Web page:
Jody Weis, McCarthy's predecessor as Chicago's top law enforcement official and a former FBI special agent, speculated that the FBI was likely reviewing past investigations of people who engaged in suspicious activities or traveled to certain countries or regions.
"They can check to see if anything has happened to the individuals that we might be worried about," he said.
McCarthy wouldn't discuss what intelligence has been gathered ahead of the Chicago Marathon, one of five races in the World Marathon Majors, a two-year cycle of races with a $1 million purse split between the top male and female point earners. Boston, New York, Berlin and London marathons also make up the field.
Chicago's top cop would only say that work was being done.
"We are in touch with federal authorities to ensure public safety," he said. "There are no known threats to Chicago and the marathon at this point."
- Created on 10 October 2013
Photo: Illinois General Assembly website
CHICAGO - State Rep. Christian Mitchell, D-Chicago, will host a Community Shred Day on Saturday, Oct.12, in the parking lot of the Lake Meadows Shopping Center on the corner of 35th St. and King Dr., in Chicago.
Mitchell is encouraging constituents to join him to take advantage of free document shredding and recycling.
The event is co-sponsored by the Quad Communities Development Corporation.
"This event will help protect residents from identity theft as well as help our environment by disposing of unneeded documents in a sustainable manner," Mitchell said. "As the holiday season approaches, I encourage all residents and businesses of the 26th District to take advantage of this free opportunity to clear out extra space before the temperature drops. It's important that we do our part to keep our community clean and clear of debris."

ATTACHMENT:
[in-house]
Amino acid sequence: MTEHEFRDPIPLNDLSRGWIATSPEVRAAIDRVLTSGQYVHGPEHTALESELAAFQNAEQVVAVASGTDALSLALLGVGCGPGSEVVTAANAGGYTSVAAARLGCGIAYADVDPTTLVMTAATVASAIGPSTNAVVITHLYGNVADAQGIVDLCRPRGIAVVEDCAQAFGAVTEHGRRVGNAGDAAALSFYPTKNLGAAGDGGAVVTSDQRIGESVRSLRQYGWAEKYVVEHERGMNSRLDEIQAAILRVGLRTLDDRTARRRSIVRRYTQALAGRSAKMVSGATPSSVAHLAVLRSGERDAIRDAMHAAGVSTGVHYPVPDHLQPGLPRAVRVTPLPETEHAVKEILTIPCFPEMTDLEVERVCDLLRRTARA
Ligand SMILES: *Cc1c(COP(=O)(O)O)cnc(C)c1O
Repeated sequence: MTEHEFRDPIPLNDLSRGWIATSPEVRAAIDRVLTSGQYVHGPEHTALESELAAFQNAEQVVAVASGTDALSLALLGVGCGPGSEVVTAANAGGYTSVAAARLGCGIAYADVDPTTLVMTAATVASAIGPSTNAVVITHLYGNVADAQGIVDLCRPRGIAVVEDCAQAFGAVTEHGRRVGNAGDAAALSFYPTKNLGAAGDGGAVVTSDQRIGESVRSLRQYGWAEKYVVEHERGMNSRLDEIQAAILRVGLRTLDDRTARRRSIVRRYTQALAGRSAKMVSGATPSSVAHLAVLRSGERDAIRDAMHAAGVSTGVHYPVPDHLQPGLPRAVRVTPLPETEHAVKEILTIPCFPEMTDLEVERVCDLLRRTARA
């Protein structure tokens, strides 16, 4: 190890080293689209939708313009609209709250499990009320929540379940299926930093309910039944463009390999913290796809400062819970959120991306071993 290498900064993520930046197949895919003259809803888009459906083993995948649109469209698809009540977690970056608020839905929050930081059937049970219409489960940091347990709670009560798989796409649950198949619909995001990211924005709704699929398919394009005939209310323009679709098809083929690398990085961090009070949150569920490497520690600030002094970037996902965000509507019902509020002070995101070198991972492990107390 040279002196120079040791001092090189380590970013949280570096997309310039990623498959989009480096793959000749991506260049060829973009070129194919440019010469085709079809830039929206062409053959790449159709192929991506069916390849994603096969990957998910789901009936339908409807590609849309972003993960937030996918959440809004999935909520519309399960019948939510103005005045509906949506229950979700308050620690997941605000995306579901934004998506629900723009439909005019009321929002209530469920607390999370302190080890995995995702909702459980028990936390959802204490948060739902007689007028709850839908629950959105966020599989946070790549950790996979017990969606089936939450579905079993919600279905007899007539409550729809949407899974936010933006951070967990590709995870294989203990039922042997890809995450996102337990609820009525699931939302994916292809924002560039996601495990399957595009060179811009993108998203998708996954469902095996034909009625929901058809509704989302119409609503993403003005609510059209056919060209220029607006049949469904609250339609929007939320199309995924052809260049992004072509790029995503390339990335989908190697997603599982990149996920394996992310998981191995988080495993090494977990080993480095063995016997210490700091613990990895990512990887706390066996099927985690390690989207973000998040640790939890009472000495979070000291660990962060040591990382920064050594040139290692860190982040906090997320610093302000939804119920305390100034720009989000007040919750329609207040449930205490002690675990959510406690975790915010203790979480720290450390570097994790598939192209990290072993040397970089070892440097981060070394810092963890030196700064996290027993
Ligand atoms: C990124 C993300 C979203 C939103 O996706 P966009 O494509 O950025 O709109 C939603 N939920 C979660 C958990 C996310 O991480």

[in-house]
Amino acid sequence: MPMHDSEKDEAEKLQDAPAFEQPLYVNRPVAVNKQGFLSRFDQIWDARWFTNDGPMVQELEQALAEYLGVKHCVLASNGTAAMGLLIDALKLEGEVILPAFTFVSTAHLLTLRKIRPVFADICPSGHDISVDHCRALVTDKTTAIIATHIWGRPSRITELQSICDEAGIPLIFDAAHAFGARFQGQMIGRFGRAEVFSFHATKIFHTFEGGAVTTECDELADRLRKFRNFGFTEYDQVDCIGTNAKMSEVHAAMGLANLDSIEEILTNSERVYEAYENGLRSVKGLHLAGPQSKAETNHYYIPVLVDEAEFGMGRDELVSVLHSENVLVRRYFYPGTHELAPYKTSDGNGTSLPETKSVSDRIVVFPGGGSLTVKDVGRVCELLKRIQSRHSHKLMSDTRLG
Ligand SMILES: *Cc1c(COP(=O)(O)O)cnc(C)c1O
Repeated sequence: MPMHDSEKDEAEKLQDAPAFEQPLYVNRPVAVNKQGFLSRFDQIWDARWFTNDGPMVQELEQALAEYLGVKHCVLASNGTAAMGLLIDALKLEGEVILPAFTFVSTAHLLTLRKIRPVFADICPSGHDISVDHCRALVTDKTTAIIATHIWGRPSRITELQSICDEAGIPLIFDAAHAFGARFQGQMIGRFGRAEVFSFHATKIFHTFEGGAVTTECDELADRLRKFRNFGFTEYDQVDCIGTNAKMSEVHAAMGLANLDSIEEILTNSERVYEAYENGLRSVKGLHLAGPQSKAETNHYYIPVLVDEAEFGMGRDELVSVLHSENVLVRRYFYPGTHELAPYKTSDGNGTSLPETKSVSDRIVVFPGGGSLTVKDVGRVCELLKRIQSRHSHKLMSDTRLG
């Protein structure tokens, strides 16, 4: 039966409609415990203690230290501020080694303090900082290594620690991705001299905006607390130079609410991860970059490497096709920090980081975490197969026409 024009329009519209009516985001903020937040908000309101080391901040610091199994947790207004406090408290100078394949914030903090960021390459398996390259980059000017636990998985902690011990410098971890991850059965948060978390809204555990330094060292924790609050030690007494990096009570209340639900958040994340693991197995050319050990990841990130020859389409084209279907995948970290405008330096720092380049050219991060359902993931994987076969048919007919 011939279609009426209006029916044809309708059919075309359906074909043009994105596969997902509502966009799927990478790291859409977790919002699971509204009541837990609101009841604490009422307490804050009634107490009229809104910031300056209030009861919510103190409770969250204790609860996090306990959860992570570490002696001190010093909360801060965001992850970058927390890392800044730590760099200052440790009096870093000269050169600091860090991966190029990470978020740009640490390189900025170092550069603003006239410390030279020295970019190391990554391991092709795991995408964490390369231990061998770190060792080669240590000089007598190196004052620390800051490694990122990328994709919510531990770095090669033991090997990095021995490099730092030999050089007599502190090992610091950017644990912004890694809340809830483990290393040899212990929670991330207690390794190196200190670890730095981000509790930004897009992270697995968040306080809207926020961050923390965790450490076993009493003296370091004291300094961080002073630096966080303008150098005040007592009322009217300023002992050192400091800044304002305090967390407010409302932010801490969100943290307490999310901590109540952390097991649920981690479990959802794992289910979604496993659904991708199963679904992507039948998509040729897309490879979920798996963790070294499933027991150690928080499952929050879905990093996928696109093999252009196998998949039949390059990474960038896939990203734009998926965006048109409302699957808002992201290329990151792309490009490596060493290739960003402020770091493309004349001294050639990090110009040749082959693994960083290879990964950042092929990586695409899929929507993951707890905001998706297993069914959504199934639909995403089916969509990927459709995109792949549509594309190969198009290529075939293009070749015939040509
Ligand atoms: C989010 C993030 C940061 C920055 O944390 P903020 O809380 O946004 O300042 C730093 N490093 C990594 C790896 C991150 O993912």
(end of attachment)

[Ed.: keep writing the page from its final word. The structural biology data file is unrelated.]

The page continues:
What: 26th District Community Shred Day
Who: State Rep. Christian Mitchell and Quad Communities Development Corporation
When: Saturday, Oct.12 from 9:30 a.m. to 12:30 p.m.
Where: Lake Meadows Shopping Center Parking Lot, 35th St. and King Dr., Chicago, IL
- Created on 10 October 2013
Police on Wednesday night released a man they had been questioning in their investigation into a series of sexual assaults in Chicago's Washington Heights neighborhood.
Police are searching for a man who broke into a home in the 10300 block of South Emerald Avenue and assaulted a 40-year-old woman and her 22-year-old daughter about 4:15 a.m. Wednesday, NBC Chicago reports.
The attacker entered the mother's bedroom and put a knife to her throat, a family member told NBC, and took both women's IDs, credit cards and cell phones before fleeing the scene.
In two other attacks police believe are connected to the initial invasion, a man broke into another home in the 10100 block of South Green Street and tried to assault an 11-year-old girl, according to DNAinfo Chicago.
The girl woke up to the sound of her puppy barking, CBS Chicago reports, and screamed when she saw a man staring at her from her closet. He then dove out of the girl's bedroom window when the girl's father entered the room.
Police say the same man next sexually assaulted a 14-year-old girl who was on her way to school in the 10000 block of South Peoria Street.
A witness to the teen's assault told the Chicago Tribune he recalled the victim telling him, "'Why me? I get straight A's in school. I told him to stop. He wouldn't stop.'"
All the attacks took place within the same three-hour span.
The suspect has been described as a black, 6-foot-1 tall man between the ages of 16 and 22 years old and weighing between 150 and 170 pounds. He had medium-length black dreadlocks and he was last seen wearing a black T-shirt, baggy blue jeans, a light-colored belt and white gym shoes. Police have released an image of the suspect taken from a surveillance camera.
Anyone with information about the attacks should call police at 312-747-8271.
- Created on 10 October 2013
A Safe Passage worker manning a route for the Chicago Public Schools escaped unharmed after a car rolled up to her and fired shots Tuesday morning.
The 36-year-old woman, who was not named, was manning the route for Mollison Elementary School near 47th and Wabash when the gunman opened fire, according to WGN.
Chicago police said the incident was likely